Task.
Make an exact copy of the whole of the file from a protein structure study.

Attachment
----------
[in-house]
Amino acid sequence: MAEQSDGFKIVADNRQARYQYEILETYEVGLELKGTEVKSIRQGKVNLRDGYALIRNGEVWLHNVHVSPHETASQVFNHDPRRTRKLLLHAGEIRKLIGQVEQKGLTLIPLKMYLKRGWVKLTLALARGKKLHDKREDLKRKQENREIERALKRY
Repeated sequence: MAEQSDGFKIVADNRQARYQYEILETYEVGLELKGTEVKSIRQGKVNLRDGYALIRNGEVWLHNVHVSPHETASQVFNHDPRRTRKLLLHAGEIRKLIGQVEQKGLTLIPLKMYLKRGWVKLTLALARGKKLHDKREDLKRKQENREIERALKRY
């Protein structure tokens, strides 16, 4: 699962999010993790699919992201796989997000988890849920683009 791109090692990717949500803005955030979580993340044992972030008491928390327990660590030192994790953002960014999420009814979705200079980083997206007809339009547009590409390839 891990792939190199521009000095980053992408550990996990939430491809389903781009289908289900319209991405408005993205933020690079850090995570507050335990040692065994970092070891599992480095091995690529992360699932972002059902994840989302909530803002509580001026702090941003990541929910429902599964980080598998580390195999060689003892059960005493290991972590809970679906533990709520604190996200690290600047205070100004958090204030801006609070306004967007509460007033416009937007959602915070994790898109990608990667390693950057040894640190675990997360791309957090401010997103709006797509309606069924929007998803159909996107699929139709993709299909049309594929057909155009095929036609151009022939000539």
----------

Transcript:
[in-house]
Amino acid sequence: MAEQSDGFKIVADNRQARYQYEILETYEVGLELKGTEVKSIRQGKVNLRDGYALIRNGEVWLHNVHVSPHETASQVFNHDPRRTRKLLLHAGEIRKLIGQVEQKGLTLIPLKMYLKRGWVKLTLALARGKKLHDKREDLKRKQENREIERALKRY
Repeated sequence: MAEQSDGFKIVADNRQARYQYEILETYEVGLELKGTEVKSIRQGKVNLRDGYALIRNGEVWLHNVHVSPHETASQVFNHDPRRTRKLLLHAGEIRKLIGQVEQKGLTLIPLKMYLKRGWVKLTLALARGKKLHDKREDLKRKQENREIERALKRY
């Protein structure tokens, strides 16, 4: 699962999010993790699919992201796989997000988890849920683009 791109090692990717949500803005955030979580993340044992972030008491928390327990660590030192994790953002960014999420009814979705200079980083997206007809339009547009590409390839 891990792939190199521009000095980053992408550990996990939430491809389903781009289908289900319209991405408005993205933020690079850090995570507050335990040692065994970092070891599992480095091995690529992360699932972002059902994840989302909530803002509580001026702090941003990541929910429902599964980080598998580390195999060689003892059960005493290991972590809970679906533990709520604190996200690290600047205070100004958090204030801006609070306004967007509460007033416009937007959602915070994790898109990608990667390693950057040894640190675990997360791309957090401010997103709006797509309606069924929007998803159909996107699929139709993709299909049309594929057909155009095929036609151009022939000539």